TIM: Now, we’re at the end of 3 days of Fast Web Formula 3. What was the biggest a-ha moment that you had, Cloda?

CLODA: Biggest a-ha moment for me, after going I have won the Silver Circle, will definitely, both the Ed’s. So Ed Dale saying we can do better. You think you’re doing a good job and then you realize that we’re not. There’s more we can do and Ed O’Keefe reaffirming that again today. But we’re in this room with people. I’m with the people that I want to be with, doing goodness, and that’s the part that I’ve gone, “A-ha! This is where I belong.” To have that re-confirmed—

TIM: You’re moved by all the emotional stuff. The two Ed’s! Wow!

CLODA: The two Ed’s, yeah, definitely. Plus also the other one for me was– because you’re in it all the time, like something like Facebook. I think, “Oh, that’s so mature.” To me, like, there’s a lot of ads on there. But to hear Jen Sheahan go, “This is at its infancy. We have not started the potential of Facebook.” To hear Kyle Tully going “50 percent of companies in Australia still don’t have a website,” cha-ching! (laughs)

TIM: As you say, we’re in it all the time and we forget that other people don’t know this stuff.

CLODA: That’s right! So you go, “Maybe I’ll be doing this in a year’s time or 18 months time,” or I hope I get another year out of it. But we realized that there’s actually a lot more potential right there. And I think that’s been great to re-confirm that there are definitely more clients and more people you can help.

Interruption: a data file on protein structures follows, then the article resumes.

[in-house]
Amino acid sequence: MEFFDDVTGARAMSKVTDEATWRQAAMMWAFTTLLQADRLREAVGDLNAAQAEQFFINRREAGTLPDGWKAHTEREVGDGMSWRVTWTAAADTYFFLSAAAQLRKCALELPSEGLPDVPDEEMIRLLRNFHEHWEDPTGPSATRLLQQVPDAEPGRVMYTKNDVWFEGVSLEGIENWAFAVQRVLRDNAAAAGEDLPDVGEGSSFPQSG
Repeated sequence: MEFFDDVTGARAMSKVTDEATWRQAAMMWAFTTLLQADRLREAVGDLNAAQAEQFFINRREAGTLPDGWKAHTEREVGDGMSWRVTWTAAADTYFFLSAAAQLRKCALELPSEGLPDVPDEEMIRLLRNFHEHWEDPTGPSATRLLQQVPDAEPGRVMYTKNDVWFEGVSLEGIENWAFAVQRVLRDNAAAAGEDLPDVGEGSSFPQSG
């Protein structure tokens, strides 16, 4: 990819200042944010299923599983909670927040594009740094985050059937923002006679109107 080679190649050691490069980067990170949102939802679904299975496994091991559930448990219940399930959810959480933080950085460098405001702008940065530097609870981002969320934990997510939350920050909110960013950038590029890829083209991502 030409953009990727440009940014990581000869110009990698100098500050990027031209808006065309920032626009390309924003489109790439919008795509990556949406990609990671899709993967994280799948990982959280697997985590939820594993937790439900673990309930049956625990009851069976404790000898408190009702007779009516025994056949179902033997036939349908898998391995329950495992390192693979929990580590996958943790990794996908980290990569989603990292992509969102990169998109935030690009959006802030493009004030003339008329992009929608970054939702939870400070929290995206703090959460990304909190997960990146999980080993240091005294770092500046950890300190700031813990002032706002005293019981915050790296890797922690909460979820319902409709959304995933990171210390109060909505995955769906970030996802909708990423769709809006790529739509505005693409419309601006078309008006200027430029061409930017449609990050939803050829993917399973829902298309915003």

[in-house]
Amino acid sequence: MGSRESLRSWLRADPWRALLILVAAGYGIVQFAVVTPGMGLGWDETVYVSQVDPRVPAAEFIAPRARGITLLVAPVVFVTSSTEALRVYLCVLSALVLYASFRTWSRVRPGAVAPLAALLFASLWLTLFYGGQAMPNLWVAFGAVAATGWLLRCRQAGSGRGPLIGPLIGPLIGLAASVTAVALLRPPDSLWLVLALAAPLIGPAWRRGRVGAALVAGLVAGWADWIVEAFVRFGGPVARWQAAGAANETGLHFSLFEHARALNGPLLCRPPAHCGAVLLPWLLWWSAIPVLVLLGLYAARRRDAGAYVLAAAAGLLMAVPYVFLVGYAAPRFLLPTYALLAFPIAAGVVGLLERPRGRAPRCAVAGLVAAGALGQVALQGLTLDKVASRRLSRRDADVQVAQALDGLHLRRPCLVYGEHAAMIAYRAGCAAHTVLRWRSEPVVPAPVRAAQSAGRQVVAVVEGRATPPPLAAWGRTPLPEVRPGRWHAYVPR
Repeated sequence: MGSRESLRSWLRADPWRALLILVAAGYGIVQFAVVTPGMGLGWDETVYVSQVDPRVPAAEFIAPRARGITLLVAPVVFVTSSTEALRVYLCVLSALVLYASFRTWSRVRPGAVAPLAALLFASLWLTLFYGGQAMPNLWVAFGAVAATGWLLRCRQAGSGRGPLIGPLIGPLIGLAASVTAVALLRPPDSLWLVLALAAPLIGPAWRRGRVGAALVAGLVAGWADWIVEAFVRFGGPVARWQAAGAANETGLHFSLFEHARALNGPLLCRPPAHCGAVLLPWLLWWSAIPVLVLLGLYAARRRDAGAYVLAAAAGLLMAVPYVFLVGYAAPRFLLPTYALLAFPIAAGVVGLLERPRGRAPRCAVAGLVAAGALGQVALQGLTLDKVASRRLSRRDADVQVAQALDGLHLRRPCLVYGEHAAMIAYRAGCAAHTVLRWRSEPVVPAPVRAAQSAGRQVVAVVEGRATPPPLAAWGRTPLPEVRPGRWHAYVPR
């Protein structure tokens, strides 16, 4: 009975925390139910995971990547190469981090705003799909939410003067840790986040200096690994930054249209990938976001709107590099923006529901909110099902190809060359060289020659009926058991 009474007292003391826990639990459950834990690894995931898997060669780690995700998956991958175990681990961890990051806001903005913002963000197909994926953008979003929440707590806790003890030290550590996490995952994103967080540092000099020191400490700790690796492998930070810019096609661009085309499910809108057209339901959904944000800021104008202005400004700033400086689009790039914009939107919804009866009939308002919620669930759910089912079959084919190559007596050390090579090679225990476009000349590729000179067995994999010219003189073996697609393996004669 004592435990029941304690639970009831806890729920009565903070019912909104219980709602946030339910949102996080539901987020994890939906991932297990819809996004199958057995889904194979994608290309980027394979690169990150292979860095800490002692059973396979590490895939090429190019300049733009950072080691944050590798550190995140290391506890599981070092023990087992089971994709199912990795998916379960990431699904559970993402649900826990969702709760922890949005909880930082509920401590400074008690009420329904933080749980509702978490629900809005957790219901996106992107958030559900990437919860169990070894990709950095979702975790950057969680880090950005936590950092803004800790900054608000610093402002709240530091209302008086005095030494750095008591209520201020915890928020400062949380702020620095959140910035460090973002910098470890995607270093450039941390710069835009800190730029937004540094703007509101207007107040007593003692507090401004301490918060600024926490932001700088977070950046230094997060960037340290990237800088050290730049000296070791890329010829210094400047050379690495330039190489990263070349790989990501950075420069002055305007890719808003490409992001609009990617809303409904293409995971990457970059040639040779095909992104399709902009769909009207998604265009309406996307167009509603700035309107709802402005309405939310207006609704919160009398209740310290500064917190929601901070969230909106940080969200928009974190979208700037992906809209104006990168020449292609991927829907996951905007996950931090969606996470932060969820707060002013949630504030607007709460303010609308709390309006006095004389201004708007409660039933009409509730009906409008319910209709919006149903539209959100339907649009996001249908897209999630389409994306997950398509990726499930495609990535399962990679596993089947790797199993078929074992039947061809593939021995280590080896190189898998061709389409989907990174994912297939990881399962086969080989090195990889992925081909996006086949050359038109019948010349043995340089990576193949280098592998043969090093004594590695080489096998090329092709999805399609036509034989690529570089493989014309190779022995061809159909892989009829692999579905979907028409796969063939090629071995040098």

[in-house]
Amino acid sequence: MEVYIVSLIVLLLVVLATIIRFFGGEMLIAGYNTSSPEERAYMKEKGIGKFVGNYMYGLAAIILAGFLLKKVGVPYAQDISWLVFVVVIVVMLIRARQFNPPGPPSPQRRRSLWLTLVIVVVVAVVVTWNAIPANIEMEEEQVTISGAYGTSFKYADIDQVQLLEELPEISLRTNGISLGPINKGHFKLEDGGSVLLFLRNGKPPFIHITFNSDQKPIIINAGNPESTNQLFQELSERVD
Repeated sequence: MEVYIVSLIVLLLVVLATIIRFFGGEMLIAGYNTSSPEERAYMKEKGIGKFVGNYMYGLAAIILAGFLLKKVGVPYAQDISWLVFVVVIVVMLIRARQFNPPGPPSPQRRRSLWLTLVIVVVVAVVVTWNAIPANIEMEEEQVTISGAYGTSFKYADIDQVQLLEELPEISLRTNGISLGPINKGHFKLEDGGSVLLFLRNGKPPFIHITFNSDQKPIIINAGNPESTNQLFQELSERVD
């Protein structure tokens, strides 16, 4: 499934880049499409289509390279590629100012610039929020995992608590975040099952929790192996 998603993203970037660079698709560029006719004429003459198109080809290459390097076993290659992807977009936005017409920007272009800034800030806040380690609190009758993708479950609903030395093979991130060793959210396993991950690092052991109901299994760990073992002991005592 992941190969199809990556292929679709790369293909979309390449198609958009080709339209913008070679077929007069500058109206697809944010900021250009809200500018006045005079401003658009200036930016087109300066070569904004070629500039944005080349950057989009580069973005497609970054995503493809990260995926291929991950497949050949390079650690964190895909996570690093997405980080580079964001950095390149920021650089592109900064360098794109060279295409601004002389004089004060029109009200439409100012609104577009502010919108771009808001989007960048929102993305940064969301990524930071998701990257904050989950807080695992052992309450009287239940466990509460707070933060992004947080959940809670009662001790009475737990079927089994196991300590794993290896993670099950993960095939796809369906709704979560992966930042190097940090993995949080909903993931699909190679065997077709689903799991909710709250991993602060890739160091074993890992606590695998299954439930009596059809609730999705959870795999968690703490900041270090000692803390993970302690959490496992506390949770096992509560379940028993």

TIM: Cloda, well done!

CLODA: Thank you, Tim! Well done to you too! (laughs)

TIM: Well, what about that, James? Is that pretty much what you expected to hear from other attendees?

JAMES: Now that’s the part that makes me smile, Timbo. That’s when I know that it was all worthwhile.

TIM: Yep! There was some pretty happy people out there.

JAMES: I’m getting great feedback from Facebook, Twitter, emails, my survey, and that’s the thing that I mentioned: the result. People say are you happy with the event or whatever, and I say I want to hear the feedback and I’ll know if I’m happy, because it doesn’t matter what I think. It matters what the participants do. And when I hear things like I’m remodeling my business or I have action plans that I’m implementing now or that I’ve doubled my profit or that I am more aware now of opportunities, that’s very exciting.

TIM: Yeah, you love hearing that, don’t you? And it’s good. I mean, it’s kind of why you do it.